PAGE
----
How to save money on SaaS subscriptions
Being clear on monthly spend is crucial – it enables you to make more informed decisions and can increase that all-important cash runway, especially in the current fundraise climate. After your team costs, one of the biggest types of expense is subscriptions, especially if they're not managed properly.
Many businesses are going through a cost review exercise currently, and the thing they’re finding alarming is just how much they’re paying on SaaS or subscription fees. High subscriptions costs easily happens – you start out with a small team on a basic plan that’s free or cheap, but as your team grows, the costs start to grow too. Fast.
Having full awareness of subscription usage and how you’re spending on various tools is good practice.
Get some visibility
Before you can save or even cut subscriptions, you need to have complete visibility on what you’re actually spending and how. There are a number of things you should be tracking when managing your subscriptions.
- It may sound simple, but having a list in one place is the starting point to making sure you know all the subscriptions your business uses.
- The products used in that subscription. While most product are the subscription these days, you have some subscriptions such as Adobe CC, which could include products such as Illustrator, Photoshop, After Effects etc.
- The number of seats/licenses you’re paying for and the number you have allocated. The price per seat and total cost of the app and the billing/invoicing frequency.
- Be clear on the dates: The start date, end date and auto-renewal (be aware of the timing to negotiate a new deal or replacing with a different provider).
Vertice, a SaaS purchasing platform, shared this advice in a recent blog, 'As time passes, it will become apparent that a static spreadsheet requires too much manual intervention. Look for solutions that help you gain visibility by sorting your entire stack into one simple dashboard through a straightforward upload or integration. This will give you easy access to all your contract details and provide timely reminders when renewals are coming up.' (Optimizing your SaaS purchasing – A step by step manual)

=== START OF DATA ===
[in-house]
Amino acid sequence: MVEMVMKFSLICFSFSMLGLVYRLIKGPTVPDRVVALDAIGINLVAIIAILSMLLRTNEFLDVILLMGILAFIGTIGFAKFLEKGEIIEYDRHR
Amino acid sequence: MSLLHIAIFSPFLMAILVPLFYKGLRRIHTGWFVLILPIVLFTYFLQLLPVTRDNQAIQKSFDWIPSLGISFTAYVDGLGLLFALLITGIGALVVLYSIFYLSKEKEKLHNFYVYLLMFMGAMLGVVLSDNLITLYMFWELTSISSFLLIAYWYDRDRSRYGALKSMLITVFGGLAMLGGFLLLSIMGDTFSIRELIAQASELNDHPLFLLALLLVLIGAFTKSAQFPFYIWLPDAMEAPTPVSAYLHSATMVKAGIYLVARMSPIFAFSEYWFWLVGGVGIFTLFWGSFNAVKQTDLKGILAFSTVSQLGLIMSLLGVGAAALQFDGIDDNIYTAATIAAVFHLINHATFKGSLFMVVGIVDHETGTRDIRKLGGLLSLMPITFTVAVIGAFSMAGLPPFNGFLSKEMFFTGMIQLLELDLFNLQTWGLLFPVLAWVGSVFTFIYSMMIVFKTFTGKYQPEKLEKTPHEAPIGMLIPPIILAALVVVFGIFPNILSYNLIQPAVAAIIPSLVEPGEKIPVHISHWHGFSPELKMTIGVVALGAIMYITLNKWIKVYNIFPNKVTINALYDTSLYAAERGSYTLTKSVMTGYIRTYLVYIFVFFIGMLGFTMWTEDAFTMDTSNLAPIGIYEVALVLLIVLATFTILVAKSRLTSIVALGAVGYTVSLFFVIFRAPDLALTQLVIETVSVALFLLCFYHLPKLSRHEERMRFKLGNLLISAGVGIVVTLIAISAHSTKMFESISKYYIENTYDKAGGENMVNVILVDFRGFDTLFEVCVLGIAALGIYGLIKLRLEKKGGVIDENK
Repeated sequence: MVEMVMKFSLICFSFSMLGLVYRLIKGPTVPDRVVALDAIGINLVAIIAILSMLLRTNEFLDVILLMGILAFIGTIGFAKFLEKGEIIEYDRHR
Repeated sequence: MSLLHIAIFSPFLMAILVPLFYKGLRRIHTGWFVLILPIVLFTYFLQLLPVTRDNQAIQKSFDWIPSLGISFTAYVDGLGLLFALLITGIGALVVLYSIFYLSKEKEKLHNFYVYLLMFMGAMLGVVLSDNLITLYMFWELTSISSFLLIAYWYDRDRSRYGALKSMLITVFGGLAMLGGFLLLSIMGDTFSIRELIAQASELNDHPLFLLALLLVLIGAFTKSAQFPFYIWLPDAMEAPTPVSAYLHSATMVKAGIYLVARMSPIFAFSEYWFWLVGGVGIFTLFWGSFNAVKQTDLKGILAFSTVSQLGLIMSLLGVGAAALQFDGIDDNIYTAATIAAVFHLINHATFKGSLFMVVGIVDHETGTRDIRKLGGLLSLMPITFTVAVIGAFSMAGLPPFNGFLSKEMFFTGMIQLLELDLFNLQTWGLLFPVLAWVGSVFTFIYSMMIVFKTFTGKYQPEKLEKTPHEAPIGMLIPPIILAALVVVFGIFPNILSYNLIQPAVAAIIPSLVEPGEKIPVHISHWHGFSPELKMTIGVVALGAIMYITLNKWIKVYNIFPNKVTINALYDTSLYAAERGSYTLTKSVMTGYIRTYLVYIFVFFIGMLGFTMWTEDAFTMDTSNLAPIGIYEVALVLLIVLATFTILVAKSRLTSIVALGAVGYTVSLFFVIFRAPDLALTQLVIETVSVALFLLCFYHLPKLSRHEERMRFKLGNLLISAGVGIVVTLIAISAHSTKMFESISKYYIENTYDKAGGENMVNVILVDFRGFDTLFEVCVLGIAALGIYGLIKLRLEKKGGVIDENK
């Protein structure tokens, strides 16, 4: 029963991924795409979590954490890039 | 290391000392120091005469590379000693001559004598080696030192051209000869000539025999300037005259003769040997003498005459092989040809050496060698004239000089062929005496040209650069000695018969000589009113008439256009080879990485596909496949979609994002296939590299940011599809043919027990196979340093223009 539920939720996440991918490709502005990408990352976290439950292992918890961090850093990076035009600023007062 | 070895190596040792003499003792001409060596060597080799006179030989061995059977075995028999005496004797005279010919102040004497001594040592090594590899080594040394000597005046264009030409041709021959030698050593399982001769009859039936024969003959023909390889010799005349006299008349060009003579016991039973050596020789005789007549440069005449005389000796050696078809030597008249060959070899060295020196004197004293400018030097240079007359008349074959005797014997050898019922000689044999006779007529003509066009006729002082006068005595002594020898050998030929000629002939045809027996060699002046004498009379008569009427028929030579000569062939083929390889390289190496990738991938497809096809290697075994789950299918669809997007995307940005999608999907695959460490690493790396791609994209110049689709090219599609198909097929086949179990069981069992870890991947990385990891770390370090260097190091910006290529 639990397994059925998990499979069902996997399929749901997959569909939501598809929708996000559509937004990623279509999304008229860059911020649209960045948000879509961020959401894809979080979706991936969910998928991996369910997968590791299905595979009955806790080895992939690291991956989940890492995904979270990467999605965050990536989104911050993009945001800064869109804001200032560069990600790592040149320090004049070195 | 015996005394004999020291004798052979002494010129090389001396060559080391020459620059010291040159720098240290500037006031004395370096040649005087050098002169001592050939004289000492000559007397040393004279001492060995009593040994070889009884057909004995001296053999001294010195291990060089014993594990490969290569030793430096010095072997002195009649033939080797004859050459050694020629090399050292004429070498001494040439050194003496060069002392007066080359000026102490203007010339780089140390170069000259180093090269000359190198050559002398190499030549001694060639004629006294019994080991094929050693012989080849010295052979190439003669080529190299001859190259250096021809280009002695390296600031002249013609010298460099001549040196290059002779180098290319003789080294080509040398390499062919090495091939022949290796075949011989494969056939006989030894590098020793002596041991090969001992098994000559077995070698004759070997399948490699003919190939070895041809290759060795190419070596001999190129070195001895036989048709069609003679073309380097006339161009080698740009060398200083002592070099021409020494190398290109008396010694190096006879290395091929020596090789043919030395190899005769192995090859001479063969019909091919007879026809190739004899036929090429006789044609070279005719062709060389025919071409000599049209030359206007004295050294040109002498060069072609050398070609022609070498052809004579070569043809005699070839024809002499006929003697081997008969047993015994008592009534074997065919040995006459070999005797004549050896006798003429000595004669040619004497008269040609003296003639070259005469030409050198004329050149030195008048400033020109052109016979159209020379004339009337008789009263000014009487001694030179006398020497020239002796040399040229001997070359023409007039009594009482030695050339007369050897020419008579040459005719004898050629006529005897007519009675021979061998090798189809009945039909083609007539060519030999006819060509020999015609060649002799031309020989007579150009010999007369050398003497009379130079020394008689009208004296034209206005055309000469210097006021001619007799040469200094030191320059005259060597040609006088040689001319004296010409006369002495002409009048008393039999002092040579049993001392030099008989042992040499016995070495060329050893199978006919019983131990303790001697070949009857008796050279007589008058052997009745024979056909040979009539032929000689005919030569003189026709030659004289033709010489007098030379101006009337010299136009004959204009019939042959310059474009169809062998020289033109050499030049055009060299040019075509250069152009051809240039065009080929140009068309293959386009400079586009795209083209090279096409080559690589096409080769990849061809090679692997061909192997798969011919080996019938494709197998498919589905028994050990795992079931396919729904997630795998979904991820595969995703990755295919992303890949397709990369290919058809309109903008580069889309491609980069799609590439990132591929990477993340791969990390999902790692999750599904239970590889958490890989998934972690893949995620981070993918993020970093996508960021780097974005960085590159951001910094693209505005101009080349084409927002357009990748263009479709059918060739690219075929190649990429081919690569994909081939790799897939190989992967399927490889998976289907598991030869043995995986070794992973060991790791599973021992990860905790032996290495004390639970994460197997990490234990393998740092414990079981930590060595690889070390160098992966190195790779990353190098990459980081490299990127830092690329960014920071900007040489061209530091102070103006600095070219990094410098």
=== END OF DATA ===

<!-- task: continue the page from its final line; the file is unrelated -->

While you may not be at the size or complexity to need a purchasing platform like Vertice, something free like Airtable or even Google Sheets are good ways to start managing them.
Your current requirements
The next thing to consider is your current requirements. What you signed up to a few years ago, may not be what you need now. Equally, you may find that what you signed up to a few years ago, is no longer actually used in the business. In a fast-growth tech business, it’s easy to move from tool to tool and still be paying for legacy apps.
By knowing what you need, you can clean out apps that are no longer relevant and possibly even group requirements together for an app that can serve what two previously did.
To (re)assess your current requirements, consider the following:
- Review your existing stack – do you already pay for something that does the job or could be replaced saving costs elsewhere.
- Is your business still quite new or small? Could you consider a free or reduced plan to save costs?
Many companies don’t negotiate – they take website prices as the only prices available. However, knowing when and how to negotiate terms can be a way to manage cost and spend across your subscription tools. Many vendors would rather keep you at a lower negotiated price than lose you altogether.
Be sure to approach with caution though. Sastrify co-founder and CEO Sven Lackinger says, "Take a moment to think before agreeing to a 'discount' or change to your billing. I'd recommend any SaaS buyer only commit to a longer contract if they actually get better prices than their current ones, not simply to prevent a price increase."
Tactics to consider when negotiating:
Ask peers or others in your ecosystem who may use the same or similar tools.
If you sign up to a multi-year contract, you can expect around 10% discount per year of commitment. For example for a three-year contract, it wouldn't be unfathomable to expect a 30% discount. It’s also possible to get some free months included (as much as one month for every year of commitment) and you can also benefit from 'no price increases' too.
Look ahead and plan for your growth. If the subscription is £20 a seat for 1-20 users, how much lower would more than 20 users cost per seat? Also, consider if onboarding is covered or charged separately. It's often possible to get an onboarding fee waived for a contract that's more than 12 months.
Don’t be sold on higher functionality that’s a 'nice to have' rather than what you actually need. Consider if downgrading pricing plans will still give you enough. Be critical about the functionality you need.
Negotiating closer to quarter or year-end puts you in a more powerful negotiating position. Vendors have sales targets to meet and are more likely to do a good deal to get you signed up coming to the end of a period. If you’re flexible on timing then consider waiting it out until then.
While there’s a current flurry of cost reviews to reduce burn and extend runway, reviewing your subscriptions is a useful regular exercise.
flinder COO, Luke Streeter offers this final advice, "Managing spend is an important part of the finance function – a good budget, variance analysis and forecasting should all be regular activities, but can be supported by deeper-dive cost optimisation exercises like reviewing your subscriptions for use and effectiveness on a less frequent but regular exercise."
Is it time for you to take a closer look at your subscriptions in order to increase your cash runway!